LANSING, Mich. (WOOD) — The Michigan Supreme Court has OK’d the state’s first standards for court-appointed attorneys — but only if the state legislature makes some changes to the commission that recommended them.
The standards were put forth by the Michigan Indigent Defense Commission. Thursday, the court expressed concerns that the commission, which was created by the legislature, may infringe upon powers the Michigan Constitution gives to the courts.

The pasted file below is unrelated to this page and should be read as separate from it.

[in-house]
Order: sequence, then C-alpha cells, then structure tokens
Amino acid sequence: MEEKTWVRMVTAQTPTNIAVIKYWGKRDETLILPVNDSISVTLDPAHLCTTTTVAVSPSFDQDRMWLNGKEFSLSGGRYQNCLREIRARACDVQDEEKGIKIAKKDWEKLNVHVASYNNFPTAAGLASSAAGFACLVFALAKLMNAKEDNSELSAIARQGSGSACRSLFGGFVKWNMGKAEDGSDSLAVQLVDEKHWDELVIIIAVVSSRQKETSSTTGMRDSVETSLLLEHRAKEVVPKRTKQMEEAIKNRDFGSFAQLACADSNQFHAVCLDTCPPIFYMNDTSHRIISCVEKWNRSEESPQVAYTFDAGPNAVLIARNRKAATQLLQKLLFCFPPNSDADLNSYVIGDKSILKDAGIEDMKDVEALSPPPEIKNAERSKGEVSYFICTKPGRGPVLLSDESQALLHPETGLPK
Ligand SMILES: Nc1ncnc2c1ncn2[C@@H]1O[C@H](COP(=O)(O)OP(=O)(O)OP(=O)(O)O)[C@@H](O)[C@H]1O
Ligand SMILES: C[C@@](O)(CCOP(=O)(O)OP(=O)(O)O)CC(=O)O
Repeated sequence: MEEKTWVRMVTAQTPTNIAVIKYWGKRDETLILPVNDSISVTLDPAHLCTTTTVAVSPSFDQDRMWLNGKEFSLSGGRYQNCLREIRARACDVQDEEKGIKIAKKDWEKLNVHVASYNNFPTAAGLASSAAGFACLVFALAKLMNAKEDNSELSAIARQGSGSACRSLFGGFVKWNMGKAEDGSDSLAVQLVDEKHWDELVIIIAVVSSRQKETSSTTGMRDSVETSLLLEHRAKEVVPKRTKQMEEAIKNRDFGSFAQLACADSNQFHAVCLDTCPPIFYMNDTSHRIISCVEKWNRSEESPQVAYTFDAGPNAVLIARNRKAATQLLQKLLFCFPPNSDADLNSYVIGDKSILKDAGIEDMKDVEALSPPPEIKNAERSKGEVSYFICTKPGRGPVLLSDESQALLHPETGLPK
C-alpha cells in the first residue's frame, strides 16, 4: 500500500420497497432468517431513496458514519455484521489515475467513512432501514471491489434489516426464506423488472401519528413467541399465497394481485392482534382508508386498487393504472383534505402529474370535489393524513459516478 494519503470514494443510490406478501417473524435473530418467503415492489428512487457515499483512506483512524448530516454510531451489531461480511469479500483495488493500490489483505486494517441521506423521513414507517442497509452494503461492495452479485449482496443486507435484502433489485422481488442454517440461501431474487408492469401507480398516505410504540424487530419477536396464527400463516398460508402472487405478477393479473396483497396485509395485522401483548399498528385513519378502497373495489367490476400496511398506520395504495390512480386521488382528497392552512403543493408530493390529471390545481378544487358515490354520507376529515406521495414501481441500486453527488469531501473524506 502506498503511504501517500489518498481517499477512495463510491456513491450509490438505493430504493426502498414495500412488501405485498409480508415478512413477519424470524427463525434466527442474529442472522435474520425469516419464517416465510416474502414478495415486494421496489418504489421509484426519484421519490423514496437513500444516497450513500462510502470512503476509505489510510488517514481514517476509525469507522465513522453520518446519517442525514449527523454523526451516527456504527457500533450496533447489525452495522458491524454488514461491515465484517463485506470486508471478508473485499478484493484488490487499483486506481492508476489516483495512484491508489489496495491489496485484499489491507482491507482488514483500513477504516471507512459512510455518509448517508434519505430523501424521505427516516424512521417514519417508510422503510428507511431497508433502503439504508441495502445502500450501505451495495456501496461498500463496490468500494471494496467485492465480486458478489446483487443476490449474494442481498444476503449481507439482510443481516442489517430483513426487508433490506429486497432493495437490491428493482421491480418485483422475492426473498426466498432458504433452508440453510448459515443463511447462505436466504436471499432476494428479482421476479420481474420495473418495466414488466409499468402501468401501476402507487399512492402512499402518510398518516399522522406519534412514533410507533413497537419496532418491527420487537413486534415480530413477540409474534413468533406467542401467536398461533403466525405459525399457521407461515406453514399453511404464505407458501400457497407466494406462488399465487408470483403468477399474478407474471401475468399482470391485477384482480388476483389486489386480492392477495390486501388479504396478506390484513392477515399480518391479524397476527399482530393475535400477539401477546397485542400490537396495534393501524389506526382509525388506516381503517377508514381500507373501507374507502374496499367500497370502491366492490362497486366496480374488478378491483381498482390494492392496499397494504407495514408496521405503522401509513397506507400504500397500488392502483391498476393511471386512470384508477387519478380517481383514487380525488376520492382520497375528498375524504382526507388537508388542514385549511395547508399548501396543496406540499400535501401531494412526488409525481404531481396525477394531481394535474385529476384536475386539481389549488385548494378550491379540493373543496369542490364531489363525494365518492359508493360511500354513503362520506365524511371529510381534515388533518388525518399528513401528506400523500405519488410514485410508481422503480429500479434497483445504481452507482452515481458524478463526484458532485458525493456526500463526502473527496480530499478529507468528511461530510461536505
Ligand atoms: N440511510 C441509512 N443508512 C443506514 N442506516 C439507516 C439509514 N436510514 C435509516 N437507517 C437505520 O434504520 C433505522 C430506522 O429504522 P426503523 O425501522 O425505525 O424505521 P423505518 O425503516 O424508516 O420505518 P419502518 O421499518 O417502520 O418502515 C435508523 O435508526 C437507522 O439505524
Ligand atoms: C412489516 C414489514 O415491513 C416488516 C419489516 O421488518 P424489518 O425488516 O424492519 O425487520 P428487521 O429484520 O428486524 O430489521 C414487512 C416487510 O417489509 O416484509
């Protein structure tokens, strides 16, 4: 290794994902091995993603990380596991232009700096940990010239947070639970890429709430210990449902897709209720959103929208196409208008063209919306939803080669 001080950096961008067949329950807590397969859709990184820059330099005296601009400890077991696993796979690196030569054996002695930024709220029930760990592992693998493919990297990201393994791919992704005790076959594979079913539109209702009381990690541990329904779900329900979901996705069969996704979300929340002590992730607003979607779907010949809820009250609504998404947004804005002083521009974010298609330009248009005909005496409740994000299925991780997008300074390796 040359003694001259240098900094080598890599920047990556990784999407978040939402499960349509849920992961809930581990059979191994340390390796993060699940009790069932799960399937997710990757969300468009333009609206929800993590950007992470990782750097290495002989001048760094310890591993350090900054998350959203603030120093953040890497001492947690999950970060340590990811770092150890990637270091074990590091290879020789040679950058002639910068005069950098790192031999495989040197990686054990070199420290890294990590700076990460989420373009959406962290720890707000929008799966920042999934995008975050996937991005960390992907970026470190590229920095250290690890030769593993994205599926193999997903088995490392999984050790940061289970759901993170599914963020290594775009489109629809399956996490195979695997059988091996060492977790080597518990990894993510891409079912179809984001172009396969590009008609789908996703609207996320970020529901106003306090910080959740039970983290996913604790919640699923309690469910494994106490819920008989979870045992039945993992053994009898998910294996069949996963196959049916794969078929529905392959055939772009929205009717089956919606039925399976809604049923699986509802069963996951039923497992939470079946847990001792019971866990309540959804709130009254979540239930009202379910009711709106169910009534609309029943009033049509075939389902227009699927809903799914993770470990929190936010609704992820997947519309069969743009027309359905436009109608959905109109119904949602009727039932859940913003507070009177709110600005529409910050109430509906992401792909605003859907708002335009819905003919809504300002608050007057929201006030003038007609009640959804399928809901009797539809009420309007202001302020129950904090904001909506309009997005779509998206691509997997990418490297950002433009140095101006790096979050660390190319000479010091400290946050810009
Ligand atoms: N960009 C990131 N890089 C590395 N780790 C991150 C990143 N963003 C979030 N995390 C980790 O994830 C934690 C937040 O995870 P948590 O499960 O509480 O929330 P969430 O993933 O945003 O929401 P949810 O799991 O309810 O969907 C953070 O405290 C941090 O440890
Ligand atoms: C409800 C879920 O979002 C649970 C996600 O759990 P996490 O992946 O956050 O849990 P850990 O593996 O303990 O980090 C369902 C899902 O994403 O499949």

The court says the legislature should make changes that would put the commission under the direction of the Supreme Court, and remove enforcement mechanisms for standards and legal regulation that might ‘usurp’ the court’s powers.
In its Thursday order on the matter, the court said that if the changes aren’t made by the end of the year, it will revoke its approval.
The tentatively approved standards demand a minimum education and training level for court-pointed attorneys, a minimum standard for investigations and experts, earlier appointments and prompt interviews with clients.